By Elizabeth Patterson
When you hear the word “beach”, you might think of sand, fun in the sun and surfing. Design group Snarkitecture thinks of something a bit different: like 750,000 white plastic balls. The group has converted the National Building Museum’s great hall into a man-made beach covering more than 10,000 square feet. Complete with lounge chairs, umbrellas, and ledges to dive off of, The Beach is meant to capture the fun, relaxed feeling of a day at the beach.
The installation, essentially a giant ball pit, is fun for children and adults alike. Enclosed in a structure of scaffolding, drywall and mirror, The Beach looks like a serene dive into another world. The translucent white balls almost look like bubbles from afar, conjuring the idea of being in a gigantic bubble bath. Contrasted with the classical architecture of the museum (like its colossal marble pillars), the installation becomes a modern feat, immediately drawing the eye and beckoning you to jump in its monochromatic depths. It also provides for guests to have an interactive experience with art, instead of the oft-seen “DO NOT TOUCH” signs museums are notorious for. Above all, it’s a laid-back, joyous experience that captures the essence of all the best parts of a beach day and none of the bad (think sunburns and sand in unspeakable places).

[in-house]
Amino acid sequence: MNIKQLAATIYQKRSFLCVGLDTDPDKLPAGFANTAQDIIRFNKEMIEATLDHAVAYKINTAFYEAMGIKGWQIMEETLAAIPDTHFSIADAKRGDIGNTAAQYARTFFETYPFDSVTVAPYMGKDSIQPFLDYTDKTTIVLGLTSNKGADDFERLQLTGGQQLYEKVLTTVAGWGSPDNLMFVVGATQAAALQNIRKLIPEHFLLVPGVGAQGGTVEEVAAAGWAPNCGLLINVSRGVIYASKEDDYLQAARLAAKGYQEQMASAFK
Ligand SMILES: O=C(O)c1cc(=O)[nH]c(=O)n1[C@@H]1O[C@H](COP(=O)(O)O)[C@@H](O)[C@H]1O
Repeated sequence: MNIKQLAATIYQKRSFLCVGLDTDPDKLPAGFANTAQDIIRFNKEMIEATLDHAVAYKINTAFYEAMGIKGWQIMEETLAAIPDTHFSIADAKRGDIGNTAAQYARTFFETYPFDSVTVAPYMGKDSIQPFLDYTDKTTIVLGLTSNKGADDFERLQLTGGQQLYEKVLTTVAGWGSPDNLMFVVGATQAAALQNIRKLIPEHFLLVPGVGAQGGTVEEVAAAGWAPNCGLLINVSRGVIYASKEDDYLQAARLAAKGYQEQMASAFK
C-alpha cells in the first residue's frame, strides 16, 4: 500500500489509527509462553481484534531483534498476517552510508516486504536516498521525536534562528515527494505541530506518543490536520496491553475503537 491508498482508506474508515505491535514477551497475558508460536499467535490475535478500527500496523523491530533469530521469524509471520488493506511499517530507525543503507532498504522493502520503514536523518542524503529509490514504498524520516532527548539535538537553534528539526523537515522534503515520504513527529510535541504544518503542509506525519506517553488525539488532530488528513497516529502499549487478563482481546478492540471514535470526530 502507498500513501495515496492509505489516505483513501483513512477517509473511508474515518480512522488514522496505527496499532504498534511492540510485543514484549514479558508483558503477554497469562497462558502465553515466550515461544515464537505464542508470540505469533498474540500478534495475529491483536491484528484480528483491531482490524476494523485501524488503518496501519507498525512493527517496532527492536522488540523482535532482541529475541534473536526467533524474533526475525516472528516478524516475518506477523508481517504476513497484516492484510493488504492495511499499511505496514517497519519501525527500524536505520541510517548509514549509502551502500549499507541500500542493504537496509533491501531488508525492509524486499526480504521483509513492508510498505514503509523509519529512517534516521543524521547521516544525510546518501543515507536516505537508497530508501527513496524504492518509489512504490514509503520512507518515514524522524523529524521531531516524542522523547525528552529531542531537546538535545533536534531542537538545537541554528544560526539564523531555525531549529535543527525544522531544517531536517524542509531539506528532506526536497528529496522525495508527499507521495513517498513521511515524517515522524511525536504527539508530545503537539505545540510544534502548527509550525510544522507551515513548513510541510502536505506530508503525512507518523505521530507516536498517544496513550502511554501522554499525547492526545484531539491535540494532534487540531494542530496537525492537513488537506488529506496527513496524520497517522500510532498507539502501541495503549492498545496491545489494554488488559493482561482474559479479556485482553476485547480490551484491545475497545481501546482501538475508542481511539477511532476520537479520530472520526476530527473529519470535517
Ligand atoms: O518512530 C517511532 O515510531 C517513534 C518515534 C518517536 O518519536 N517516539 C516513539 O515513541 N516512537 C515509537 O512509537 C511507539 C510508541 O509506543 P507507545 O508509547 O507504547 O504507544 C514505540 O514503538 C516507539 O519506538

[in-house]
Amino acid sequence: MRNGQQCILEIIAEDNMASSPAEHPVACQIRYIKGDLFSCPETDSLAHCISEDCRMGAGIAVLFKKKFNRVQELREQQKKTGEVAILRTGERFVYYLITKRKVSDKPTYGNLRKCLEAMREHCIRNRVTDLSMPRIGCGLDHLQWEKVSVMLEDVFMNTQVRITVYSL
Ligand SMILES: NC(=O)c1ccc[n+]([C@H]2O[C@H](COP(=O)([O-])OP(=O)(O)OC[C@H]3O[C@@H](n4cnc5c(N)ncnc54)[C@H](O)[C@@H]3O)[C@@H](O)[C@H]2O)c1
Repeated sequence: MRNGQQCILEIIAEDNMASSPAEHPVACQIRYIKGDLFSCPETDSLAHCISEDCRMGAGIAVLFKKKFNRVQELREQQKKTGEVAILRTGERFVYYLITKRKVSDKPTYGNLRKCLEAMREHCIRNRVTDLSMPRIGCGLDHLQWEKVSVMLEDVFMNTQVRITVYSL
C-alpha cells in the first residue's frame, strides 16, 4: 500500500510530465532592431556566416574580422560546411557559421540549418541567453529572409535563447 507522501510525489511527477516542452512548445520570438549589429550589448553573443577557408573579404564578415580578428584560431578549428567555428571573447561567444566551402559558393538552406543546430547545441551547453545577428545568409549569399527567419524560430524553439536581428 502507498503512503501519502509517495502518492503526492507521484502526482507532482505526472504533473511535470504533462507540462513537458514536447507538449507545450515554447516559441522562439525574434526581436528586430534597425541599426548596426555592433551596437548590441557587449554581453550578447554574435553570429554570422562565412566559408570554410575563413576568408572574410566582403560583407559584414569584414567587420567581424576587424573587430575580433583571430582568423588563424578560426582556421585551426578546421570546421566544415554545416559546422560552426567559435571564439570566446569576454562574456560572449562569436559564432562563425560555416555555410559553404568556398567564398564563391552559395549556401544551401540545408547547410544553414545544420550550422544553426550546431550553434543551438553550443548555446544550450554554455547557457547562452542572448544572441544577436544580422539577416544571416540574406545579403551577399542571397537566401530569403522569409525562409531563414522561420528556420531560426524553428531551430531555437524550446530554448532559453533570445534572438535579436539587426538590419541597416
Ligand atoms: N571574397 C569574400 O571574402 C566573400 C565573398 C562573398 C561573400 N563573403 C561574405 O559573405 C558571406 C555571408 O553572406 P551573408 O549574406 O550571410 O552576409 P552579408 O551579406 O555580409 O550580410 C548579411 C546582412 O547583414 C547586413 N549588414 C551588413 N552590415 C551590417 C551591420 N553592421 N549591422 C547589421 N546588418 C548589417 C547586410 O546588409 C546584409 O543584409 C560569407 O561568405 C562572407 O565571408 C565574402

Snarkitecture, made up of Alex Mustonen and Daniel Arsham, commonly thinks big with their works. White is a favorite color of theirs and creates an otherworldly atmosphere to their installations, which have included fashion show set designs and temporary installations for brands. The Beach is possibly their biggest installation yet, and certainly their most ambitious.
The Beach is on view at the National Building Museum in Washington, D.C. until September 7, 2015.